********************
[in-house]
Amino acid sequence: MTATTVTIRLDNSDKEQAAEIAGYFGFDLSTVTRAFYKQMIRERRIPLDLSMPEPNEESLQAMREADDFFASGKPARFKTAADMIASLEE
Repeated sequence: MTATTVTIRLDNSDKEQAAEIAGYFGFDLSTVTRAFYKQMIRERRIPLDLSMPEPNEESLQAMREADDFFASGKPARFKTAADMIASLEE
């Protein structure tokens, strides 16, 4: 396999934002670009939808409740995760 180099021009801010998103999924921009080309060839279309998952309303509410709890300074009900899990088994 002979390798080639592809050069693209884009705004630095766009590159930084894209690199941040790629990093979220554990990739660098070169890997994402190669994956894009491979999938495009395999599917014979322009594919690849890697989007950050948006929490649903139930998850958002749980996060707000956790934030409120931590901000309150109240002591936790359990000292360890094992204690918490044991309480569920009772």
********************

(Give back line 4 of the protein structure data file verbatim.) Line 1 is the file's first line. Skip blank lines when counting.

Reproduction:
């Protein structure tokens, strides 16, 4: 396999934002670009939808409740995760 180099021009801010998103999924921009080309060839279309998952309303509410709890300074009900899990088994 002979390798080639592809050069693209884009705004630095766009590159930084894209690199941040790629990093979220554990990739660098070169890997994402190669994956894009491979999938495009395999599917014979322009594919690849890697989007950050948006929490649903139930998850958002749980996060707000956790934030409120931590901000309150109240002591936790359990000292360890094992204690918490044991309480569920009772």